The Silmarillion is the story of all the peoples encountered by the Fellowship in their quest with the ring. Many times in the Lord of the Rings series, characters like Elrond, Aragorn, and Treebeard mention the history of Middle Earth and the importance of the races and events to what is happening in that book. The Silmarillion is mostly the history of Arda from the elvish perspective.7 The second part of Tolkien’s creation story deals with the creation of races and the physical form of the minor deities. In their physical form, the Ainur took on the name Valar. Iluvatar created elves and men, but put them asleep under the earth until the Valar were done creating the planet. When they awoke, the elves remained in Middle Earth, while men became nomads. Melkor created Balrogs and captured elves who strayed too close to his domain and corrupted them into orcs. Aule also created his own race of Dwarves, but, realizing his mistake and pride, surrendered them to Iluvatar. Iluvatar acknowledged Aule’s humility and repentance and accepted the dwarves, even giving them the same free will he gave the elves and men. When Melkor established his domain in Middle Earth, the Valar moved to an island they called Valinor. This became the undying lands.8 Some of the elves were summoned by the Valar to live with them on Valinor, but returned to Middle Earth to wage war on Melkor and his forces of evil.9

J.R.R. Tolkien in 1916 | Courtesy of Wikimedia Commons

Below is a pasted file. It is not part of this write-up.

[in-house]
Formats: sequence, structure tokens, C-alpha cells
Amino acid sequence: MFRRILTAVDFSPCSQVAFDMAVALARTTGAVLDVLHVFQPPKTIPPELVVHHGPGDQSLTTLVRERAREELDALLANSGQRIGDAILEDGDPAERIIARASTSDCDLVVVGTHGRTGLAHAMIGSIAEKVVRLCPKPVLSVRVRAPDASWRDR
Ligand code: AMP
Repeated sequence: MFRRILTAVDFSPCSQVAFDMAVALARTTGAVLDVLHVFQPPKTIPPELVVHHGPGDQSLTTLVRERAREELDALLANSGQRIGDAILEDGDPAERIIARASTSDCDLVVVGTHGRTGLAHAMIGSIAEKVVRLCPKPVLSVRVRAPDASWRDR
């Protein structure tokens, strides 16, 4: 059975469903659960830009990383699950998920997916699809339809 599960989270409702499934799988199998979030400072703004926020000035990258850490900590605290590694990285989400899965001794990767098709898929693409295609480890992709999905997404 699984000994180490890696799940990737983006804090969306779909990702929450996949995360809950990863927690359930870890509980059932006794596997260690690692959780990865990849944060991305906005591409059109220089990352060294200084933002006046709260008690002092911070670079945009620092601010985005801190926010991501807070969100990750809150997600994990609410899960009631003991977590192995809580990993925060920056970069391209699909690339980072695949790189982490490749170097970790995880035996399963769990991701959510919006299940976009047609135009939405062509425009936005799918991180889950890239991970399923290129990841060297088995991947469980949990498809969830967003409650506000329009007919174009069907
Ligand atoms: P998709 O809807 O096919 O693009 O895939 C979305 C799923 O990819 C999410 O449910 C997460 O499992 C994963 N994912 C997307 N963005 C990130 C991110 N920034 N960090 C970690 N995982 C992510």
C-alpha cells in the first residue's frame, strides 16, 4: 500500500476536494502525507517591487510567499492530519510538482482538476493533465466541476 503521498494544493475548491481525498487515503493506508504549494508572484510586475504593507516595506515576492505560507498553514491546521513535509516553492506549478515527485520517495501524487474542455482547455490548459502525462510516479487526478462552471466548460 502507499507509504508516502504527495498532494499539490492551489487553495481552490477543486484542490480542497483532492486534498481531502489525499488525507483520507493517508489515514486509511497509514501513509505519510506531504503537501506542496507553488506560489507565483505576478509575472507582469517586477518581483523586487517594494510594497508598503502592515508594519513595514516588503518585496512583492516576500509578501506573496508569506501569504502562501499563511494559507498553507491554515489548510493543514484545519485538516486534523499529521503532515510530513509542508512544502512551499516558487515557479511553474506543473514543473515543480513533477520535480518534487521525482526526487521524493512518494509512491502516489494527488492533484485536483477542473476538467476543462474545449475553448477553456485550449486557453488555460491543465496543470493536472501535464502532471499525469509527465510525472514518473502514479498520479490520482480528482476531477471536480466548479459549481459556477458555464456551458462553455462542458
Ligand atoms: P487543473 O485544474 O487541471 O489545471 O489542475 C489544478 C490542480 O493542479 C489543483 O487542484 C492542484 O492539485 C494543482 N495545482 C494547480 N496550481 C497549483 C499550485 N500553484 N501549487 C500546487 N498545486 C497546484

Those familiar with The Lord of the Rings may remember Aragorn singing a song of Luthien Tinuviel. This was a personal story for J.R.R. Tolkien, as the story was based on his own pursuit of his wife, Edith. Tolkien fell in love with Edith when he was seventeen years old. Edith was twenty at the time and not Catholic, unlike Tolkien. The two of them wanted to get married, but Tolkien’s guardian, a Catholic priest, forbade the marriage. When Tolkien came of age, he married Edith. Tolkien left to fight in the war almost immediately after marrying Edith, but became ill with a fever and was sent home. His illness kept him in bed for the duration of the war, but during that time, he worked on his story of Beren and Luthien, which he had started as a teenager.10 In this story, Beren is a mortal man who became enchanted by the beauty and dancing of Luthien. Luthien was the fairest elf to have ever lived. She danced in the moonlight every night, and Beren watched from far off, sometimes trying to follow her. Luthien knew he was watching and following, but pretended that she didn’t. One evening, Beren boldly asked Luthien to teach him how to dance. She told him to follow her and dance, and she led him on a winding dance to the city of her people, right before her parents, the king and queen. Luthien begged them to let her teach him to dance as the elves. The king asked Beren what he wanted from the elves and, in a moment of courage, he said that he wanted to marry Luthien. Luthien’s father and brother laughed, and the king said that the day Beren brought him a silmaril from Melkor’s crown, he would wed Beren and Luthien. Only three silmarils existed. They were gems that contained the light from the undying lands and were perfect and unbreakable. All three of them were in Melkor’s crown, which he never removed from his head. All the elves knew that the elf king did not intend to let Beren marry Luthien, Beren, however, set off immediately for Melkor’s domain, Angband. Beren was, of course, captured by orcs and brought before Melkor. He was then set to work hunting for food for Melkor’s table. When Luthien learned that Beren had been captured and was a slave to Melkor, she wanted to go to help him, so her father locked her in a small house in a tree with no way to get down. Luthien, being an elf, was able to work magic, and caused her hair to grow extremely long one night. She wove a garment of darkness and a rope from her hair with magic, and escaped the next night. Luthien soon found Beren and set him free. The two then went to Melkor’s throne room. Luthien danced and sang for Melkor and sent him to sleep. Beren was then able to cut the silmaril from the crown of Melor. Melkor woke up as they were fleeing the throne room. As they were fleeing, the chief wolf of Melkor bit off the arm of Beren that was carrying the silmaril. He returned to Luthien’s father, claiming that he held the silmaril in his hand, but could not show him because he did not have his hand with him. The king was moved by Beren’s courage and bravery and was willing to wed Beren and Luthien. Beren, however, wanted to hold to his word. He died attempting to retrieve the silmaril from the wolf’s body.11 Edith Tolkien was so touched by this story that she told her children she wanted the name Luthien inscribed beneath her name on her gravestone.12 Shortly after The Lord of the Rings was published, Edith’s health started rapidly declining. The Tolkien family moved to gain peace from fans of J.R.R. Tolkien’s books and allow Edith to rest. She died three years later. When Tolkien died two years later, he was buried near Edith and had Beren inscribed under his name on his gravestone.13